Divergence was at first expressed in actions that winked at a change in legitimacy. Until the Florentine “Union” the metropolitan of Moscow was nominated by the patriarch of Constantinople. After Isidore’s fall, however, Russian bishops elected his successor. Constantinople was informed but no confirmation was requested. Byzantium accepted the fait accompli.
The Russian Church has a strong, beautiful and brilliant strain of Orthodoxy running through it like light through a diamond. This tradition twinkles in saints like Sergius of Radonezh, Nilus of Sorsk, Seraphim of Sarov and others. But whereas Roman patriotism could be at least sold as notionally or potentially universal thanks to its unique historical identity, Russian messianism — as outlined in Philotheus’ famous formulation of “The Third Rome” — can be a rather parochial, nationalistic affair. Admittedly, this argument can be exaggerated. The irony is that the New Rome was defeated by Turks from Central Asia, while Moscow colonised the same region almost exclusively, arguably crafting a similarly “imperial” identity. Yet Russia appears more comfortable converting different ethnicities to its nationalism than a baggier Orthodox vision.
At the heart of Russian messianism is the assumption that because the Byzantine Church barely survived its Turkish troubles — while Moscow trumped the Tatars — the Tsars had inherited Constantine the Great’s stardust. Yet while the Russian state was sacralised, the Russian bishops were rendered dispensable to the greater vision that only Tsars could envisage. Even basic religious truths became politically fraught in such a blinkered atmosphere. When Maximus the Hagiorite (d. 1556) sought to correct the scribal errors of Russian monks, for instance, he was accused of being a Latin and imprisoned. Similarly, when the metropolitan Philip told Tsar Ivan IV that “Only the good are blessed”, he was murdered in his cell.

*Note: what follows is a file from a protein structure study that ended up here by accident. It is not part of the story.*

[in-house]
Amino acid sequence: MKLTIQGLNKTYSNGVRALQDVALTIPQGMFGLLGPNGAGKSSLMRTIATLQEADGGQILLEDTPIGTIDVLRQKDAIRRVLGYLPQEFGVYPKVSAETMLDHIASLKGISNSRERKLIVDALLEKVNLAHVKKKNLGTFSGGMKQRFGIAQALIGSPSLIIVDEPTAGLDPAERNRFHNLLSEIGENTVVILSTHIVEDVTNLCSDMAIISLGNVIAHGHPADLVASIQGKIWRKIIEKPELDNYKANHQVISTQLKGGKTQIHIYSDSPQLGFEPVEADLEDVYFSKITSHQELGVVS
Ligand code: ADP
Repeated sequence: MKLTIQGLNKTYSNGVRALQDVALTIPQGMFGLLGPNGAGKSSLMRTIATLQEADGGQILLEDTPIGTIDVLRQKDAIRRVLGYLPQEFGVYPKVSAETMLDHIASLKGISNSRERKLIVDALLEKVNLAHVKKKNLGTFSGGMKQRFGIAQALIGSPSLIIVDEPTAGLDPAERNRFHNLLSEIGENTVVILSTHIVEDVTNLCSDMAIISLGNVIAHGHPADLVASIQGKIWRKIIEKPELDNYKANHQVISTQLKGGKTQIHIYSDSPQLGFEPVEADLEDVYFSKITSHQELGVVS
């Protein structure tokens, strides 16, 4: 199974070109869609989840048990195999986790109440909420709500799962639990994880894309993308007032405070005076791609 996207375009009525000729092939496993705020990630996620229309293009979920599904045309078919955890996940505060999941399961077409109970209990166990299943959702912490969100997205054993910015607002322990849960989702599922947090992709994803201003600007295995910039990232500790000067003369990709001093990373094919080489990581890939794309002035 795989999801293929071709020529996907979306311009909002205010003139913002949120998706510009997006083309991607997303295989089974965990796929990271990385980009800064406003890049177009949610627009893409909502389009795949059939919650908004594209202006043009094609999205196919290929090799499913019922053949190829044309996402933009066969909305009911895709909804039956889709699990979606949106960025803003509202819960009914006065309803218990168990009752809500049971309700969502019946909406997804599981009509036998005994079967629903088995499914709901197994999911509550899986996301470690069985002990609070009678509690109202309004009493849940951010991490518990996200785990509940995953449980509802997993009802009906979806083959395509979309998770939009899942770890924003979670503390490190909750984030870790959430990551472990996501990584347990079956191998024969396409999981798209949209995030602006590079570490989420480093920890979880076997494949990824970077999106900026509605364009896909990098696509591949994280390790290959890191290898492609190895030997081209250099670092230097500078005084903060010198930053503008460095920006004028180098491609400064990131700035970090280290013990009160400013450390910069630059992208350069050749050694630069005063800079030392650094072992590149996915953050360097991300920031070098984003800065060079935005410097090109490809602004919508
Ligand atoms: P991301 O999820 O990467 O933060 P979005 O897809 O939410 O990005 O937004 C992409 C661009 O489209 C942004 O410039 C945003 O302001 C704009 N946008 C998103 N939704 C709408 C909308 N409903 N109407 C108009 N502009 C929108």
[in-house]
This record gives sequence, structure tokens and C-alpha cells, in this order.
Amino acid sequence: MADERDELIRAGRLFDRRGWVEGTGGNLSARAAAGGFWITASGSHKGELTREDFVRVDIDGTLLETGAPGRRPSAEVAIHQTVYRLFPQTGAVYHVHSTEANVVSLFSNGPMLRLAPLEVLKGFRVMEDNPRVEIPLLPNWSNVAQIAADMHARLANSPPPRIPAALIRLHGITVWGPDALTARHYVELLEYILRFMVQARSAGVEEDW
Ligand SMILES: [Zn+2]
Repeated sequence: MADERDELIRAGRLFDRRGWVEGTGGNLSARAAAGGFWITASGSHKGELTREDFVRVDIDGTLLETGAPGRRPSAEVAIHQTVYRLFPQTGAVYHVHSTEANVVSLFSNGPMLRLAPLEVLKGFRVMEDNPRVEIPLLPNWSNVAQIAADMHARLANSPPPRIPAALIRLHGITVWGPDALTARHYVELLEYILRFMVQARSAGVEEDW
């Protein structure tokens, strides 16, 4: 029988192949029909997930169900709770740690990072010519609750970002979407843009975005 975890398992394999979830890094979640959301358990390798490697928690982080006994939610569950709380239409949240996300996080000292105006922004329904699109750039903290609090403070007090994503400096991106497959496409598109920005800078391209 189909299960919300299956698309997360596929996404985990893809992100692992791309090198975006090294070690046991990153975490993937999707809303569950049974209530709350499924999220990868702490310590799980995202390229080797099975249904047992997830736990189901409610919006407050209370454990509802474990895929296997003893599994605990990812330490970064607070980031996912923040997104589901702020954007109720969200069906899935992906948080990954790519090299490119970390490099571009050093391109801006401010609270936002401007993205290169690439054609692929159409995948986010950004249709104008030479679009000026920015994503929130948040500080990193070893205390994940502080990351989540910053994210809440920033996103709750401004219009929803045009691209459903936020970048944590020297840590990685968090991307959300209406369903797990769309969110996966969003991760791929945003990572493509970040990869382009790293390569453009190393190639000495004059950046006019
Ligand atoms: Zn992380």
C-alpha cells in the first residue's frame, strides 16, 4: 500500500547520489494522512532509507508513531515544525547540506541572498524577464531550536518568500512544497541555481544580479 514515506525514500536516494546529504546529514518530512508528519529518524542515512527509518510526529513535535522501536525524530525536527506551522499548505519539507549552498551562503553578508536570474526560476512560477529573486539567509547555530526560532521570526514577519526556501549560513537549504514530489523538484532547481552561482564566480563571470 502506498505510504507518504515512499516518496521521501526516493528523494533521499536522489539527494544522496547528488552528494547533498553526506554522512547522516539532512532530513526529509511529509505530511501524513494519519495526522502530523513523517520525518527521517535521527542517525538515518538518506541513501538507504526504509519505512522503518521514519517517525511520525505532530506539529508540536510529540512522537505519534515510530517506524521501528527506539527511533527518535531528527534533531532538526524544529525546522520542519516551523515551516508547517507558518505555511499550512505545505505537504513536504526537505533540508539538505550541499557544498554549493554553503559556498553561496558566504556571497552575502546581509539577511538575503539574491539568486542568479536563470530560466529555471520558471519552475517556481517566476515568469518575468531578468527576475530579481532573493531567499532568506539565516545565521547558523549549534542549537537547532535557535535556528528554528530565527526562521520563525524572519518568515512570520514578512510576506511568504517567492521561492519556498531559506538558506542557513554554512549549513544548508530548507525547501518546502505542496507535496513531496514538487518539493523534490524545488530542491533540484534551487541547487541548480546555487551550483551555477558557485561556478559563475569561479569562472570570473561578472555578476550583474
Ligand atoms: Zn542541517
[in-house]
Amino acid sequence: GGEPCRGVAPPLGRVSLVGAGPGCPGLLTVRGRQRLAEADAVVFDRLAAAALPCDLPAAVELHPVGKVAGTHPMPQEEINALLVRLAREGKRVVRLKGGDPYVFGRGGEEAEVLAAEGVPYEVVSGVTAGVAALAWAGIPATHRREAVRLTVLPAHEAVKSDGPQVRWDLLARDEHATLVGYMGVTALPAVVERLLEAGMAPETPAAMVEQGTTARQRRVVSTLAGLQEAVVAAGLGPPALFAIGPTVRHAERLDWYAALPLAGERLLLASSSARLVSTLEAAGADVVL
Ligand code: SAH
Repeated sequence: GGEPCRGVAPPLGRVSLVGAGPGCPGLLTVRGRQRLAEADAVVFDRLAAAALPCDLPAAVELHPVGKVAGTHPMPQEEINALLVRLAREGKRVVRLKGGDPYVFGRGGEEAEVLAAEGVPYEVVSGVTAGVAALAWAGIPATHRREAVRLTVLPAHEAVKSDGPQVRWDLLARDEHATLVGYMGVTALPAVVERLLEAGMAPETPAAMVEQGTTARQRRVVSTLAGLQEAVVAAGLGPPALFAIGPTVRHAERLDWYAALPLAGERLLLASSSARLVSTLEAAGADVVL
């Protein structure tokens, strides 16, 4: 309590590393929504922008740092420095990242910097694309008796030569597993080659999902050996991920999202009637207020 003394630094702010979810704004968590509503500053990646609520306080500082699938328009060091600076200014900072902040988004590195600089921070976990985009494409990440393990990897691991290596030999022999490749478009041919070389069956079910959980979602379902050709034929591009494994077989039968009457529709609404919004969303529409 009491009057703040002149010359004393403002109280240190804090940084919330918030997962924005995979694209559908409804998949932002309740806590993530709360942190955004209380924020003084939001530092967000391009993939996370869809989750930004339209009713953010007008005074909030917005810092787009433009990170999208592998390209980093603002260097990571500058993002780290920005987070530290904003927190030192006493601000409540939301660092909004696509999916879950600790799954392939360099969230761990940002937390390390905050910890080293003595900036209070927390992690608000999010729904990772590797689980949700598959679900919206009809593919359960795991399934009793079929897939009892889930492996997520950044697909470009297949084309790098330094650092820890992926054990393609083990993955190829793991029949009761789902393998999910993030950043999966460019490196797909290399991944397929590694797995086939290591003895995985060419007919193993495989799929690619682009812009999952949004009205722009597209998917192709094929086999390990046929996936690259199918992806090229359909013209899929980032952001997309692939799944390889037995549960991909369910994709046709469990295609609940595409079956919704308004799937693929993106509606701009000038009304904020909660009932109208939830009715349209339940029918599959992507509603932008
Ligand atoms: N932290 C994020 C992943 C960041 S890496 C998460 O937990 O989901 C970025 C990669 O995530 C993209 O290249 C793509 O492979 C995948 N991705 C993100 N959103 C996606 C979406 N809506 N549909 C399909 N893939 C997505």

Observing this behaviour, the eastern patriarchs were more willing to acknowledge Moscow’s right to empire than a patriarchate. In fact, they even ignored its first request in 1584. When Patriarch Ieremei of Constantinople visited Moscow in 1588 looking for financial help, however, Muscovite ecclesiastics offered funds in return for his support.
There were two camps in the Russian capital. The ecumenicists argued that Ieremei could transfer the seat of his ecumenical see and govern the Oikoumene from Moscow. The nationalists argued that the Hellenes were no longer to be trusted on religious matters and a separate patriarchate should be set up in Rus. Some of them even schemed to raise Moscow to the patriarchate and transfer Constantinople’s see to city of Vladimir, making it subject to Muscovite sovereignty.